10.Conflict resolutionThe mentoring agreement should include a process whereby disagreement orantipathy between mentor and mentee can be addressed if they cannot resolve itthemselves. This might involve participation in a meeting with one or more SSW’s. Itis expected that the mentor and the mentee would try to resolve the conflict amongthemselves in the first instance.It is also possible that either party may perceive a conflict of interest at some stageand this too should be subject to a resolution process. In either circumstance, it ispossible that the parties may agree to bring the link to an end, in which case thescheme co-ordinator should consider whether there are any issues to be followed upand whether another mentor should be allocated. In all cases where there isdisagreement or conflict, it is important that this is recorded.If a peer mentoring relationship is not working because of a clash of personalities orapproaches to problem solving, this does not mean that anyone has failed or letanyone else down. The co-ordinator should try to help the participants, perhapsthrough a three-way meeting, to identify the ways in which they clash and whethereither can alter their approach or style, but ultimately it is best to end the relationshiprather than have it ‘limp on’ in an unsatisfactory way.12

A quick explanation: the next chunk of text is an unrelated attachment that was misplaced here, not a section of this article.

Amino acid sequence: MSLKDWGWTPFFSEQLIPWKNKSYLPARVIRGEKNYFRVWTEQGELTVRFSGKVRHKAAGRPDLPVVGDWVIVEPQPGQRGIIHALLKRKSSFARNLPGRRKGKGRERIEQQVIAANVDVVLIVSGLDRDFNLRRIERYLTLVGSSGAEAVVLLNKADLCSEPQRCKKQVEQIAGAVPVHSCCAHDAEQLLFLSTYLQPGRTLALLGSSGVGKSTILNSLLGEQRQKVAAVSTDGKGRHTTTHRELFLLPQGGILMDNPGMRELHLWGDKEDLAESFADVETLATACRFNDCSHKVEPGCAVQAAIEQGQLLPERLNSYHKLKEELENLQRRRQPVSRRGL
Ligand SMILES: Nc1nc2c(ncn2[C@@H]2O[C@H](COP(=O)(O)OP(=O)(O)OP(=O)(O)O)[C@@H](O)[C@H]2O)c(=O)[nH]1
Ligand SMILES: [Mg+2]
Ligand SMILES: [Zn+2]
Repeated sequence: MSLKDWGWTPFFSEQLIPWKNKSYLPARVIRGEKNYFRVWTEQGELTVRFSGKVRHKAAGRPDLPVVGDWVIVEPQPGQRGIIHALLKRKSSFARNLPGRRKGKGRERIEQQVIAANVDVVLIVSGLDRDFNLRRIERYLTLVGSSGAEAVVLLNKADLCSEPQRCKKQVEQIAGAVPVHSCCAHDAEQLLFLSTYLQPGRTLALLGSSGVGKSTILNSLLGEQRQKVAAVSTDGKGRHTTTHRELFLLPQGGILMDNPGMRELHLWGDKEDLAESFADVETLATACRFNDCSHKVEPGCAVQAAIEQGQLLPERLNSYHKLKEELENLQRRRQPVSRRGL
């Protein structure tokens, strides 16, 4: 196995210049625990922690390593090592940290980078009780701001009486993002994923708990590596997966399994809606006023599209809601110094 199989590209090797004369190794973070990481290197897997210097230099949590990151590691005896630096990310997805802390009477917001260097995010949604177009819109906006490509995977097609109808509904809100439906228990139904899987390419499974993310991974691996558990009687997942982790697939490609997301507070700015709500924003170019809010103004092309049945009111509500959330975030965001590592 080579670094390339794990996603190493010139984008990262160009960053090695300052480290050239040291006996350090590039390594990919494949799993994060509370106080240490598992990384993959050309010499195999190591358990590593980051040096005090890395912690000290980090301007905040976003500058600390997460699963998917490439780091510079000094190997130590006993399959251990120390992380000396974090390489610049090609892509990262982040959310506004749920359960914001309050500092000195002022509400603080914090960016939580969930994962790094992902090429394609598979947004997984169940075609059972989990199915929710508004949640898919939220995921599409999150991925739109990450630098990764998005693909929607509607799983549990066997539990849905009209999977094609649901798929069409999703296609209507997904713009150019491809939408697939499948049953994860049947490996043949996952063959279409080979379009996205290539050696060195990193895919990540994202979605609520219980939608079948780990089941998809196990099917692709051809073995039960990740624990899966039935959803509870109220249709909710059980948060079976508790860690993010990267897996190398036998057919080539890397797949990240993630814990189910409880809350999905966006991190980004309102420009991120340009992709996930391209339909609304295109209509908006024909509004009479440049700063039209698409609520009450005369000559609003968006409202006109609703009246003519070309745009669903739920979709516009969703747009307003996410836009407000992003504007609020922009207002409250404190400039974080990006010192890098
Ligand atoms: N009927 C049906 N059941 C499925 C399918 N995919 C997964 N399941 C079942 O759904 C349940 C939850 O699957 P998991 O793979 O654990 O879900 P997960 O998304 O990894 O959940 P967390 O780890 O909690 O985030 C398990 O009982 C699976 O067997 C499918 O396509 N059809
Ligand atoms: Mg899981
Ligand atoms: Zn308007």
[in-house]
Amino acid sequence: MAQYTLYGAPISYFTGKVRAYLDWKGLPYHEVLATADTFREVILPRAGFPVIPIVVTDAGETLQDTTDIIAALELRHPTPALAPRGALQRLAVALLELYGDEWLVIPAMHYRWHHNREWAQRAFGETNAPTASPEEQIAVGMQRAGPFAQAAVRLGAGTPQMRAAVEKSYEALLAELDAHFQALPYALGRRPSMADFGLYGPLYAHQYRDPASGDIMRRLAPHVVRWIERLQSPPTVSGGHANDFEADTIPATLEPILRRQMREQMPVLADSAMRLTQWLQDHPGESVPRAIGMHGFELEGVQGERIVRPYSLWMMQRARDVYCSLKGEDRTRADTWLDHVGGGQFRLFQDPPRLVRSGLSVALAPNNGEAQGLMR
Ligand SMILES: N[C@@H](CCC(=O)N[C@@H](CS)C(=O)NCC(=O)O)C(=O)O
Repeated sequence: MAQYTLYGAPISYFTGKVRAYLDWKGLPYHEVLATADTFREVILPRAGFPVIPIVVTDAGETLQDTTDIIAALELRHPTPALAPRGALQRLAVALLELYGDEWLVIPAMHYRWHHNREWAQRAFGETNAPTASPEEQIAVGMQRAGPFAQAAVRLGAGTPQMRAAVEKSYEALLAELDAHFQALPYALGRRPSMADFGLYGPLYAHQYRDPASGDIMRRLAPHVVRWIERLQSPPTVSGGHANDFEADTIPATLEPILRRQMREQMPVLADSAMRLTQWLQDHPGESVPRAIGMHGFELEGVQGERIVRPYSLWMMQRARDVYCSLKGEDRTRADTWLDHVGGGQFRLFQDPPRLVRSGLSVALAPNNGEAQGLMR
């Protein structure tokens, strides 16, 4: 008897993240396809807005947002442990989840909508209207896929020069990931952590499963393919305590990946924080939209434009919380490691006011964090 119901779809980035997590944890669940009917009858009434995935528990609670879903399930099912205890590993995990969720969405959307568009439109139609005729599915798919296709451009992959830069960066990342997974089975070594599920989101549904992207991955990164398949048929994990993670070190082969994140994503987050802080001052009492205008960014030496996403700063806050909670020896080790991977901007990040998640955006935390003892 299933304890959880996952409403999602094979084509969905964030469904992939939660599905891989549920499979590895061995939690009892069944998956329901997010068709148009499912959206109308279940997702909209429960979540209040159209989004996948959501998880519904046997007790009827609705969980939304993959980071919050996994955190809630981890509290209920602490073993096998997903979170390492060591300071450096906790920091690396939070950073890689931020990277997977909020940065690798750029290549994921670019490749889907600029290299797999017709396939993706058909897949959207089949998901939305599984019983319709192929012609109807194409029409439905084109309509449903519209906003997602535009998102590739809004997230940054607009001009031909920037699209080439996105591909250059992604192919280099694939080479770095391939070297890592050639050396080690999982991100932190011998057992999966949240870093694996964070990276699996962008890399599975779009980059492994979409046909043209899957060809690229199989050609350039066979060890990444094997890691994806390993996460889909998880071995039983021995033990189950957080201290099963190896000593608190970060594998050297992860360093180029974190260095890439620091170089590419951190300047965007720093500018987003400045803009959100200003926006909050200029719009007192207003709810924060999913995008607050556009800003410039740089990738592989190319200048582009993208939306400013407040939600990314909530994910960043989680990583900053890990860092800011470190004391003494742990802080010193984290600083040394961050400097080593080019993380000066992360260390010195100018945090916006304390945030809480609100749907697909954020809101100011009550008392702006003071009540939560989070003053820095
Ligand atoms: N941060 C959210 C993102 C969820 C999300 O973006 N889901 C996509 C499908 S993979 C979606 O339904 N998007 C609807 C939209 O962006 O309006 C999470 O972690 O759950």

11.Confidentiality and recording arrangementsA. Maintaining and keeping recordsThe mentoring scheme places minimal expectations regarding records ofcontact between mentor and mentee as it is believed that an informalapproach is reinforced without written records and this distances the activityfrom the bureaucracy of social work services. We recommend, however, thatmentors use the following minimum methods of recording: A written contract/agreement between mentor and mentee that clarifies basicexpectations. (See appendix) A simple mentoring record sheet that allows mentor and mentee to note andrecall any agreed actions and key discussions. (See appendix)The main purpose of keeping a record of sessions and other contact betweenmentor and mentee is to assist both parties to summarise what has beendiscussed, agree what actions they will take and reflect upon progress in therelationship.These records should be placed on a foster carer’s files of both parties at theend of the mentoring relationship. Until this time, the records should be kept ina locked cabinet and any third party except the supervising social worker orthe scheme coordinator should not have access to these.The records must be provided for the purposes of claiming expenses.B. ConfidentialityIt is acknowledged that a mentoring relationship requires trust and anunderstanding around the issues of confidentiality between mentor andmentee. The mentee needs to feel confident that they can explore their truethoughts and feelings and that the mentor is sensitive to them and can respectboundaries.It would be made clear to the mentor from the start of the relationship thatthey have a specific role with the mentee, covering areas such asunderstanding and adapting to fostering and the way the fostering service isrun, encouraging involvement in the fostering community (for exampleattending support groups or training) and developing new ideas, skills andknowledge. They are not there as a substitute for access to the mentee’ssupervising social worker. At no time should a mentor feel as though they arebeing burdened with issues from the mentee beyond their abilities and role.The essence of mentoring in foster care is a peer relationship, one stepremoved from the line management and supervisory accountabilities of the13